In this article Eddy Perez discusses how many countries have started working to achieve the goal of universal access to improved sanitation by taking steps to make the transformational changes needed to stop doing “business as usual” in their sanitation programs.
He provides several examples of what countries are doing to achieve this. One method is that governments are establishing a shared vision and strategy for rural sanitation among key government and development partner stakeholders by building on evidence from at-scale pilots that serve as policy learning laboratories.
Governments are also partnering with the private sector to increase the availability of sanitation products and services that respond to consumer preferences and their willingness and ability to pay for them and are also working to improve the adequacy of arrangements for financing the programmatic costs.
He then writes about specific sanitation progress in Indonesia, Kenya and Tanzania. In Tanzania, one of the key interventions through which the government of Tanzania is expected to achieve its sanitation vision and targets is the National Sanitation Campaign (NSC). The Ministry of Health and Social Welfare coordinates the implementation of the National Sanitation Campaign with funding from the Water Sector Development Program. There have also been efforts to further strengthen and sustain the NSC structure by establishing linkages to other sectors experts and also getting the Ministry of Health to dedicate a budget line for community sanitation. The Water Basket is the main financing mechanism for community sanitation and hygiene in Tanzania. In the Water Basket, there is a clear budget line for sanitation.
More funding for a local government-led approach introduced in 2008 by SNV and IRC to scale up sanitation from community to district level.
The UK’s Department for International Development (DFID) has awarded SNV Netherlands Development Organisation a €28 million (US$ 32 million) service contract to fund the Sustainable Sanitation & Hygiene for All (SSH4A) Results Programme. Introduced by SNV and IRC in 2008 in Nepal, Bhutan, Cambodia, Viet Nam and Laos, SSH4A is a comprehensive, local government-led approach to scale up sanitation from community to district level.
With funding from the DFID Results Fund, the SSH4A Results Programme will provide improved sanitation to more than 2 million people in nine countries: Ethiopia, Ghana, Kenya, Mozambique, Nepal, South Sudan, Tanzania, Uganda and Zambia. The programme will also reach out to over 2.7 million people with hygiene promotion, make 1,200 communities Open Defecation Free (ODF), ensure that 400,000 people practice hand washing with soap at critical times, assist the preparation of district sanitation plans and improve local governments’ capacity for steering improved sanitation.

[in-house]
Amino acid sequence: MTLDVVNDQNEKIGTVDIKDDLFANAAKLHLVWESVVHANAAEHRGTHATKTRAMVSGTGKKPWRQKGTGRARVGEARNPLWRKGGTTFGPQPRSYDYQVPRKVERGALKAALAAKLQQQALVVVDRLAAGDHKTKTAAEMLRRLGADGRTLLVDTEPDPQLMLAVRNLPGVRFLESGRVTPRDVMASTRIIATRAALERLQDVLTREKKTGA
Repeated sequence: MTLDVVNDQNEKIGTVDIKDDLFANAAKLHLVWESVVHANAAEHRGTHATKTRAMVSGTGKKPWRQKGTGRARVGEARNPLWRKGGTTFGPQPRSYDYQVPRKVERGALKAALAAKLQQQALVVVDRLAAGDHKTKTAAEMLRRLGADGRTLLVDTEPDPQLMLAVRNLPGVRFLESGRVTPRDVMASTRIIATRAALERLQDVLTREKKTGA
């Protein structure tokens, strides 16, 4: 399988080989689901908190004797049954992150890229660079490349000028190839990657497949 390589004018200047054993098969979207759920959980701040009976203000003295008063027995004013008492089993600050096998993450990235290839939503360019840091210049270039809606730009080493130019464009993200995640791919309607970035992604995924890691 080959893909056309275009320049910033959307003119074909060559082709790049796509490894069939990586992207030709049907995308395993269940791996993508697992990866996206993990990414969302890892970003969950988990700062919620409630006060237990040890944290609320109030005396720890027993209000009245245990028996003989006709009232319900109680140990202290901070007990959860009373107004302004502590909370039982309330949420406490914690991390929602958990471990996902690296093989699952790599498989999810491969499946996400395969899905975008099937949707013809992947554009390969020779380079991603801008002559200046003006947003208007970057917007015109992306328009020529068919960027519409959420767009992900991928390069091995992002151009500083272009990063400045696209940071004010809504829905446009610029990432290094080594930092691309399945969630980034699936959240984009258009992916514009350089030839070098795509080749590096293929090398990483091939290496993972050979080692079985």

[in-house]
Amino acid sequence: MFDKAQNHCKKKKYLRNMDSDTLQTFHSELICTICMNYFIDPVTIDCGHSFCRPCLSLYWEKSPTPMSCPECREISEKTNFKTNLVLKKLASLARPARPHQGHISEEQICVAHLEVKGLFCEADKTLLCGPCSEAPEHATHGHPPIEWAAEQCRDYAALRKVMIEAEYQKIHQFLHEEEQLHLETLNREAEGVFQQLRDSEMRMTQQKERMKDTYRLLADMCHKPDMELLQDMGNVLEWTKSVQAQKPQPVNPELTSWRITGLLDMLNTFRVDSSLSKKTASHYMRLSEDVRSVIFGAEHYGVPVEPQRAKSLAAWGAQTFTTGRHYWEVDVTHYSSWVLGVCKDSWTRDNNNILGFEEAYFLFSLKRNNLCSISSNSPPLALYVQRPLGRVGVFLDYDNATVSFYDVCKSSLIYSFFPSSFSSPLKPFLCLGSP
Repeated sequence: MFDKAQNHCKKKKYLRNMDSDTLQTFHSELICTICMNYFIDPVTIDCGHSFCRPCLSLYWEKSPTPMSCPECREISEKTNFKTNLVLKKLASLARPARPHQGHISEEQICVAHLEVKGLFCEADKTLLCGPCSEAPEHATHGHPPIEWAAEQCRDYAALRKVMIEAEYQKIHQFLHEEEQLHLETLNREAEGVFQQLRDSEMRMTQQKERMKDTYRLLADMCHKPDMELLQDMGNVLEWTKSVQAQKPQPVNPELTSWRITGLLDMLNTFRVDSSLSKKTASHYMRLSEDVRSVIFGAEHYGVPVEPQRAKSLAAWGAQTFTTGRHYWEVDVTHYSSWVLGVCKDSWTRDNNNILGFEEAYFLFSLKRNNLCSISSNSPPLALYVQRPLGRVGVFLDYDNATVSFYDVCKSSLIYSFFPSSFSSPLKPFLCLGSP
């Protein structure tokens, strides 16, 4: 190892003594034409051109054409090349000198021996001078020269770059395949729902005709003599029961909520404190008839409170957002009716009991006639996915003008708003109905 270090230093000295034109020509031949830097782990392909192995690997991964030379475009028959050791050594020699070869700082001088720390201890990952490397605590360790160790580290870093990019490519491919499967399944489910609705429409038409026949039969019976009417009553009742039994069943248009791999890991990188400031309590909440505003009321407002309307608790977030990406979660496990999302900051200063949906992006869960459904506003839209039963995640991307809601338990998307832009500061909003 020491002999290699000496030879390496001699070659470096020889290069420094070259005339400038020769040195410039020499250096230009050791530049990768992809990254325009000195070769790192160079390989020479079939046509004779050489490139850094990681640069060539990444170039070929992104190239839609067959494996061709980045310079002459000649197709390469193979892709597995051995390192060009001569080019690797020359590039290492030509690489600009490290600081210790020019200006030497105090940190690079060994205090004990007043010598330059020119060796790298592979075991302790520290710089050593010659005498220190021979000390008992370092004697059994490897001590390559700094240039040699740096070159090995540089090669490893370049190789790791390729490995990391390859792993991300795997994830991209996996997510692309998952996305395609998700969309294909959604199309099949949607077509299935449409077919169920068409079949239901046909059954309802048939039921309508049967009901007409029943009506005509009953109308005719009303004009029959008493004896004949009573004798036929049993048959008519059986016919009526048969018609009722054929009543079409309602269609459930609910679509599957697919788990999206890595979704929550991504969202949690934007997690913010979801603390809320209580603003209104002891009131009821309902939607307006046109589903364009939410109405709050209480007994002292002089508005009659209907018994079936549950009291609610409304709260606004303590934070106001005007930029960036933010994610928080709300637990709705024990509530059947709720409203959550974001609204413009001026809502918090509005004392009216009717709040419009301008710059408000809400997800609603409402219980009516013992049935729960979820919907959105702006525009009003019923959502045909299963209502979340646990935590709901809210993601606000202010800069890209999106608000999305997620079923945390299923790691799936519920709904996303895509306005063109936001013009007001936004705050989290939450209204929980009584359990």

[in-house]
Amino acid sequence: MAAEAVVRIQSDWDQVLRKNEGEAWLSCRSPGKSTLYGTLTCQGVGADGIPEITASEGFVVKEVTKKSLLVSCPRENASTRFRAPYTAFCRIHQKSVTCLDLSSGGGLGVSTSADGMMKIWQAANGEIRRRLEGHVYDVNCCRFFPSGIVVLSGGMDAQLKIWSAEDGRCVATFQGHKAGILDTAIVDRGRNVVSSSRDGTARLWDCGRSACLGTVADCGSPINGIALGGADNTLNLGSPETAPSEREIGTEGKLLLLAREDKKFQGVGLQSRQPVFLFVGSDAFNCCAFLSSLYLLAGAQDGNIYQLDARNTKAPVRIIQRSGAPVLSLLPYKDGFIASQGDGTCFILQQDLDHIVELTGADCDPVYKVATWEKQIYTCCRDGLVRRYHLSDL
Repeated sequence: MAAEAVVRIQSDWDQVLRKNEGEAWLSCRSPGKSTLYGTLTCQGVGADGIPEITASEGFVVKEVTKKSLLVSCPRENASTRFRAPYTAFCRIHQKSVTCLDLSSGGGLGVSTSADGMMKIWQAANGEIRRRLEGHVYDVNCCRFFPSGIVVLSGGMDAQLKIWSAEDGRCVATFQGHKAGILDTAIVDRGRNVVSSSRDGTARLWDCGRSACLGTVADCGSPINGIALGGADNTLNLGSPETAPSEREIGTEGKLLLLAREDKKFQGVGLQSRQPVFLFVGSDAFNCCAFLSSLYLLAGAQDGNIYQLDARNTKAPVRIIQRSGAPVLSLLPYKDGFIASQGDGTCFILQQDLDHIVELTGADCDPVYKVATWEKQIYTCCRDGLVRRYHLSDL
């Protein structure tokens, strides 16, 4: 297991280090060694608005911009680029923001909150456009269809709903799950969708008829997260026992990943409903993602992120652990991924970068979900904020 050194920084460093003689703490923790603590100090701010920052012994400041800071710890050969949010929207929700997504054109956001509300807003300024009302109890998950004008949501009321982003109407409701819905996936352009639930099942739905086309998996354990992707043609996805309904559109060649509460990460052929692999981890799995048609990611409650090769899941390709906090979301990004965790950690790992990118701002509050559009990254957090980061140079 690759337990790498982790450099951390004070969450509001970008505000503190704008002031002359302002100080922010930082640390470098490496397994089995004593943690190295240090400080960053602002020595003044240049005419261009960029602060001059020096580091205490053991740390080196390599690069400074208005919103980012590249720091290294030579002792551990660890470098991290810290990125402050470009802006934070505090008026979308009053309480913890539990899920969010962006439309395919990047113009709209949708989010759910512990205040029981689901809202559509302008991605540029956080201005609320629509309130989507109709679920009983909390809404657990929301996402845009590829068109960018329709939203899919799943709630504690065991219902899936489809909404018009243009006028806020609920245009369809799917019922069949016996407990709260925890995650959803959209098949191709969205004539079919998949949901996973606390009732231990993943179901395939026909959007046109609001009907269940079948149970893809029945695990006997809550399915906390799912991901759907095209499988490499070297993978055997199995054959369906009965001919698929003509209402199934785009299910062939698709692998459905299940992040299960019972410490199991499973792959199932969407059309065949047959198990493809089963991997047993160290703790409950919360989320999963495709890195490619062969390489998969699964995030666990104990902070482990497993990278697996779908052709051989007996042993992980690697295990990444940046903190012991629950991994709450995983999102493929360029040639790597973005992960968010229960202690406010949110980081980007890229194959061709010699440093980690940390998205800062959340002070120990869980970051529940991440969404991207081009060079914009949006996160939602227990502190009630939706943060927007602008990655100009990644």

SSH4A programmes have been implemented with rural communities in 15 countries across Asia and Africa. In Asia, more than 2.2 million rural people have been reached, of whom 700,000 received improved sanitation.
Source: SNV, 28 Apr 2014
Posted in Africa, Funding, Hygiene Promotion, Sanitary Facilities, South Asia
Tagged DFID, Ethiopia, Ghana, IRC International Water and Sanitation Centre, Kenya, Mozambique, Nepal, SNV, South Sudan, SSH4A, Sustainable Sanitation and Hygiene for All programme, Tanzania, Uganda, Zambia
Improving water, sanitation and hygiene services to low-income urban areas is a highly challenging and complex task. Traditional approaches have often failed to work. We need new approaches and fresh thinking. We need governments, donors and sector professionals genuinely committed to improving services in slum settlements. It’s challenging but it can be done! This guide offers some solutions based around WSUP’s experience: all you have to do is put them into practice!
The guide provides an introduction to urban WASH programming: how to design and implement a pro-poor urban water, sanitation and hygiene programme.
Who is this guide for?
This guide is primarily designed for WASH professionals working in governments, development agencies, funding agencies or civil society organisations. It will also be useful for professionals working for service providers including water utilities, local authorities and in the private sector.
How to use this guide
The guide provides an overview of some key strategies and service delivery models. It’s not intended to be encyclopaedic: it’s a rapid-reference document with the following intended uses:
- To aid the planning, design and implementation of urban WASH programmes.
- To assist with investment planning by service providers.
- To point the reader towards further sources of information and guidance.
The guide is free to download from WSUP’s website: http://www.wsup.com/resource/the-urban-programming-guide
Posted in Africa, Hygiene Promotion, Progress on Sanitation, Publications, Regions, Resources, Sanitation and Health, South Asia
Tagged advocacy, Bangladesh, finance, Ghana, handwashing, Kenya, Madagascar, Mozambique, sanitation, Training, urban, water
From the Centers for Disease Control and Prevention – Best toilet award goes to…a group of Georgia Tech undergraduate students called Team Sanivation!
The students have been working with our Global WASH team and the nonprofit Sanivation and won the prestigious InVenture Prize for their design of the Safi Choo Toilet.
(Left to right) Jasmine Burton, Brandie Banner and Erin Cobb
Some say this award is the most esteemed (and hardest to earn) that Georgia Tech has and was presented on live TV on Wednesday. InVenture is an annual contest that rewards undergraduate students for big innovations that aim to solve the world’s problems and attracted 560 students this year.
Team Sanivation received $20,000, a free U.S. patent filing by Georgia Tech’s Office of Technology Licensing, and a spot in this summer’s class of Flashpoint, a Georgia Tech startup accelerator program. They also received the $5,000 People’s Choice Award.
Thanks to Ciara O’Reilly, Jen Murphy and Jamae Morris of CDC for their work with Sanivation.